Okada drops effort to nominate Wynn Resorts board members
19 October 2012
Billionaire Wynn Resorts Ltd. board member Kazuo Okada is dropping his effort to nominate two independent directors to the company’s board but is continuing to fight Wynn’s forced redemption at a discount of his $2.9 billion in company stock.
Okada attorneys today told Clark County District Court Judge Elizabeth Gonzalez they’re appealing her Oct. 2 ruling denying his request that his shares be restored so he can vote them during the company’s annual meeting Nov. 2. The shares amounted to nearly a 20 percent stake in Wynn Resorts, a big casino resort operator with properties in Las Vegas and Macau.
Okada and his companies also said in a statement that Okada is abandoning his effort to have two independent directors elected, because of time constraints. Okada, who made a fortune manufacturing Japanese pachinko gaming devices, has claimed independent directors are needed to curb the influence of fellow billionaire CEO Steve Wynn on the board.
“Given the district court’s Oct. 2 ruling, we recognize that any relief that may come from the Nevada Supreme Court will not be in time for our independent director nominees to be presented for election at the Nov. 2 shareholder meeting,” Okada’s company Aruze USA said in a statement. “We remain confident we will ultimately prevail in our action against Wynn Resorts Ltd., its CEO and its directors to reverse the unlawful redemption of our holdings in Wynn Resorts Ltd.”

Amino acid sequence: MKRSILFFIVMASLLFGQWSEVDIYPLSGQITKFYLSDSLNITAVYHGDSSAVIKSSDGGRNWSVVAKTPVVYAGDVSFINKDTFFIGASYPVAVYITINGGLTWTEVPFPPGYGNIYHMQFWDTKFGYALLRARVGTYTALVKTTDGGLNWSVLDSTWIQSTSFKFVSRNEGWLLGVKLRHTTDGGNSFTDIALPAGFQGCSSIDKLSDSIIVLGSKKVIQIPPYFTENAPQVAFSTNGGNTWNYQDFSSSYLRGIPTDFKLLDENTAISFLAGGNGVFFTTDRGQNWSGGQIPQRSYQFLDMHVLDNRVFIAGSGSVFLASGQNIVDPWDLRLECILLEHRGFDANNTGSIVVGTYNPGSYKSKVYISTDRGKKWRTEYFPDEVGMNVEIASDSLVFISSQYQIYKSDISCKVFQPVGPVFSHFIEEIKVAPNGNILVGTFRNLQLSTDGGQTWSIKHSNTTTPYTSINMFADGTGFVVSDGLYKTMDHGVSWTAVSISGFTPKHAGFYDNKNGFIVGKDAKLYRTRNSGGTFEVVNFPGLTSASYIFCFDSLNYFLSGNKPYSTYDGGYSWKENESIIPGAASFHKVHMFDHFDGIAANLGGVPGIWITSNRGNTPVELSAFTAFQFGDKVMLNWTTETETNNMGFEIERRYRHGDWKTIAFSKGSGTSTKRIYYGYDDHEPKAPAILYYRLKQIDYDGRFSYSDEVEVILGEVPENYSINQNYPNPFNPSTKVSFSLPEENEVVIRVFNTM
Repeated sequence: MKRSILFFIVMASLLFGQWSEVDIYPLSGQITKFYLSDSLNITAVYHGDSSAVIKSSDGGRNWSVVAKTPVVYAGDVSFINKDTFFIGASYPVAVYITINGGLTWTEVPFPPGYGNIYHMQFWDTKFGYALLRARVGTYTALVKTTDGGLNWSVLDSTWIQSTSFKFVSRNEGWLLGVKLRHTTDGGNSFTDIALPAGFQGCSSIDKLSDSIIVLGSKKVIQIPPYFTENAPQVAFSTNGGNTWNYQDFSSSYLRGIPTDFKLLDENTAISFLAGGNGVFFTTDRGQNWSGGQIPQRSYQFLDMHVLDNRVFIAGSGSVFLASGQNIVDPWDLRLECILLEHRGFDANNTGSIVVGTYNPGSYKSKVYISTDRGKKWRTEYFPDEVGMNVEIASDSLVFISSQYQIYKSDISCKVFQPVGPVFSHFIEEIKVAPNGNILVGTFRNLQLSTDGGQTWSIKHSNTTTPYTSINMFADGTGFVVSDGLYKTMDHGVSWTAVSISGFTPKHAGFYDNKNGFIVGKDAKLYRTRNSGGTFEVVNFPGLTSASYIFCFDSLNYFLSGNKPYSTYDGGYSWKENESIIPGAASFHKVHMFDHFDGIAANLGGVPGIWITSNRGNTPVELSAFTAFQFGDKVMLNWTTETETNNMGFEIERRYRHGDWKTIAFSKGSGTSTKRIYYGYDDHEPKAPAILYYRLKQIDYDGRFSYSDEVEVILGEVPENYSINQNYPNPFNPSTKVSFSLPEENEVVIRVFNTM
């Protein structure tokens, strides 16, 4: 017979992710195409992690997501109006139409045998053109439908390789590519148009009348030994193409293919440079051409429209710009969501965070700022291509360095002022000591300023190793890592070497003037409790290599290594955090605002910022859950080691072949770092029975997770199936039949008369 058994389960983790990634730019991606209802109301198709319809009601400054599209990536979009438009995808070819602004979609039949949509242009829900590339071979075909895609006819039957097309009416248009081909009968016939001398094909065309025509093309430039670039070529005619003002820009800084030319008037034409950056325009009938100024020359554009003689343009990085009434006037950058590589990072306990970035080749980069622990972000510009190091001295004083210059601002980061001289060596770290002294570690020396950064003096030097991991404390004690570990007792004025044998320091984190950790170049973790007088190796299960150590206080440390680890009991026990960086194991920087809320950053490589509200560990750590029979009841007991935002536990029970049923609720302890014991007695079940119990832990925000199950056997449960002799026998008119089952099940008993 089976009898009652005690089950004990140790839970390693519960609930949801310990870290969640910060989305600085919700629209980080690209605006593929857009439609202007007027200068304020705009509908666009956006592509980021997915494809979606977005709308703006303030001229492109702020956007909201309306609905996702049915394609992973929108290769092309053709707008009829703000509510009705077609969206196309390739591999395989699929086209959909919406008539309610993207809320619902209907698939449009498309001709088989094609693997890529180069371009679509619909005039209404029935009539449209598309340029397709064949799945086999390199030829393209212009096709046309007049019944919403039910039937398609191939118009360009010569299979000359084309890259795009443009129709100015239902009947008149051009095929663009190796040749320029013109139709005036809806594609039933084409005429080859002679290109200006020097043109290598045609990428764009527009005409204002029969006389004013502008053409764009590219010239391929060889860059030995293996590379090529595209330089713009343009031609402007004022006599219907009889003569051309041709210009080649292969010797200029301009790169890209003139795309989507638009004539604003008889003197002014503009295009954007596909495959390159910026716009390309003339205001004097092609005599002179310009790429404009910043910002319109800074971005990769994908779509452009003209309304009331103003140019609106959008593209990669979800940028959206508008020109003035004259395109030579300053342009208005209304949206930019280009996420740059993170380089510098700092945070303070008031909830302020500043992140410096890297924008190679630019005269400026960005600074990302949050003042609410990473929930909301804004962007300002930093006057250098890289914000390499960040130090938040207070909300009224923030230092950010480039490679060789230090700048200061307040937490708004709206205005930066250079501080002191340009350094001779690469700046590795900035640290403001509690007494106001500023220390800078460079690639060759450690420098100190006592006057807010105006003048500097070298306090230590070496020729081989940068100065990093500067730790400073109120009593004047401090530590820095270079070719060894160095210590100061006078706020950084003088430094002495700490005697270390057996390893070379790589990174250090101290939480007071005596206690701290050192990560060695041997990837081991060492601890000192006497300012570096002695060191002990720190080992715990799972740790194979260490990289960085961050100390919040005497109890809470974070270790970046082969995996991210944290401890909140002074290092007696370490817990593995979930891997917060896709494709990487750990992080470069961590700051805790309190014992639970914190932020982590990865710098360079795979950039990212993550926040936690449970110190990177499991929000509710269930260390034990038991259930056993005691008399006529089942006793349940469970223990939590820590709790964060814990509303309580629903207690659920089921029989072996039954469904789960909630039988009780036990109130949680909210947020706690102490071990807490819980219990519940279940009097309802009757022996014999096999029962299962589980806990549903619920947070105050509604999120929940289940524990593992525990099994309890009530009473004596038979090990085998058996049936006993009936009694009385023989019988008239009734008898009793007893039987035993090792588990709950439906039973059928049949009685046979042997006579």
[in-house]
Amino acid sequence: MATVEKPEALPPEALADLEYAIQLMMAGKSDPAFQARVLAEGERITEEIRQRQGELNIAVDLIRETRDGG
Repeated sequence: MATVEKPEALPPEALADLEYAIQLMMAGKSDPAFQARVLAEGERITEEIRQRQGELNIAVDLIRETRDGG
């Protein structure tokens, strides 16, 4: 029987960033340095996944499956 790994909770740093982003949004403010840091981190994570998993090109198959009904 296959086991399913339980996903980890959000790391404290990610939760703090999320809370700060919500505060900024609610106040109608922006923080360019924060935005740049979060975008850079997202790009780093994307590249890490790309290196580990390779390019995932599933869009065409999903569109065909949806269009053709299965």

Since the first of the year, Okada has been mired in litigation with Wynn Resorts, led by Steve Wynn, over what Okada calls Wynn Resorts’ questionable pledge to donate $135 million to the University of Macau, where the company has a lucrative gaming license.
Steve Wynn and the directors allied with him, in the meantime, removed Okada as a shareholder after determining he had breached his duties as a director and put the company’s gaming licenses in jeopardy by providing improper benefits to gaming regulators in the Philippines, where Okada is developing a gaming resort. The company converted his shares into a $1.936 billion note.
The legal battle has led to another series of lawsuits filed by disgruntled shareholders, as well as an inquiry by the U.S. Securities and Exchange Commission.
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